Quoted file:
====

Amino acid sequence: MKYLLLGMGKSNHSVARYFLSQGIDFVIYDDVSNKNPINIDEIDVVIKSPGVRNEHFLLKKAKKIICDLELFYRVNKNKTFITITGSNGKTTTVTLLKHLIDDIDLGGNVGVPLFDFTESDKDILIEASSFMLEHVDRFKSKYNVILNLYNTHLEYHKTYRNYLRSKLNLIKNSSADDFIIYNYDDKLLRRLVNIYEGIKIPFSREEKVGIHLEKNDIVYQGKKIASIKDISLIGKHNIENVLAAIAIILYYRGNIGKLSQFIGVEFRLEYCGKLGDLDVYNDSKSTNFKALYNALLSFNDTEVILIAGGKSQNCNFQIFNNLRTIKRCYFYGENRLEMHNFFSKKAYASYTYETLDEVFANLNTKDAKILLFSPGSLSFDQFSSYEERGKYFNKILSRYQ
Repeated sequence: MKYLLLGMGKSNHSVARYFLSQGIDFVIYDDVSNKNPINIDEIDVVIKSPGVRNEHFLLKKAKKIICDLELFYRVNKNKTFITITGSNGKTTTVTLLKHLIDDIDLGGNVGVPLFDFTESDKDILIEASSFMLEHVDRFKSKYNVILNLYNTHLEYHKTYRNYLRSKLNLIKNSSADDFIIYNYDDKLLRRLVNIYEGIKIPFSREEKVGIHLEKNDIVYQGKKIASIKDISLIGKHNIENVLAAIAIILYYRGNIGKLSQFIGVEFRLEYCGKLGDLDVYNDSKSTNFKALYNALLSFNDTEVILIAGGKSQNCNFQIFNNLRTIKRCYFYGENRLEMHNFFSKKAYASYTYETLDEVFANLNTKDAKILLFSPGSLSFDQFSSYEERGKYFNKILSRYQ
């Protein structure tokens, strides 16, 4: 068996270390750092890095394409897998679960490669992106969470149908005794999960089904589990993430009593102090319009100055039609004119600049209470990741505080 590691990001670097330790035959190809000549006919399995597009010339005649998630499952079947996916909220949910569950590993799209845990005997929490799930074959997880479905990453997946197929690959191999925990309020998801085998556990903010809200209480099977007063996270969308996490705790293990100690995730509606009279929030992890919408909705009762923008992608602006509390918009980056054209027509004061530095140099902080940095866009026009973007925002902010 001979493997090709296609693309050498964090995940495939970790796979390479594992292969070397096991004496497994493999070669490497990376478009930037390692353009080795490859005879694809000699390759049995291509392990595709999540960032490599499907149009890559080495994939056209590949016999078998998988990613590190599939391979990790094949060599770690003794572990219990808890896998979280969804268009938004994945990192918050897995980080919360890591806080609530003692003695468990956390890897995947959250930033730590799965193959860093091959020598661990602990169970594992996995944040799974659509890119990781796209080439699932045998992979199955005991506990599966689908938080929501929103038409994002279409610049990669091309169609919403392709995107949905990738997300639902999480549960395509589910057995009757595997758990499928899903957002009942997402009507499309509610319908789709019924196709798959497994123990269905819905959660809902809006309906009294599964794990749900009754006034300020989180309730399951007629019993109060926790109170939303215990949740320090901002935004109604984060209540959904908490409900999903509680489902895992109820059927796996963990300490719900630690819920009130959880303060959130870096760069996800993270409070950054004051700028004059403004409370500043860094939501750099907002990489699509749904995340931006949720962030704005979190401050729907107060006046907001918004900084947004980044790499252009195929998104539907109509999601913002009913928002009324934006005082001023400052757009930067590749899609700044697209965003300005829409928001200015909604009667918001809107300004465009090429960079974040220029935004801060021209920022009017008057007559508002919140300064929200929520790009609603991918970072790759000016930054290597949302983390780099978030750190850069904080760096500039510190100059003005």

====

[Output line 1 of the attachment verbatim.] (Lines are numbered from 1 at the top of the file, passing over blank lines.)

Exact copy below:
Amino acid sequence: MKYLLLGMGKSNHSVARYFLSQGIDFVIYDDVSNKNPINIDEIDVVIKSPGVRNEHFLLKKAKKIICDLELFYRVNKNKTFITITGSNGKTTTVTLLKHLIDDIDLGGNVGVPLFDFTESDKDILIEASSFMLEHVDRFKSKYNVILNLYNTHLEYHKTYRNYLRSKLNLIKNSSADDFIIYNYDDKLLRRLVNIYEGIKIPFSREEKVGIHLEKNDIVYQGKKIASIKDISLIGKHNIENVLAAIAIILYYRGNIGKLSQFIGVEFRLEYCGKLGDLDVYNDSKSTNFKALYNALLSFNDTEVILIAGGKSQNCNFQIFNNLRTIKRCYFYGENRLEMHNFFSKKAYASYTYETLDEVFANLNTKDAKILLFSPGSLSFDQFSSYEERGKYFNKILSRYQ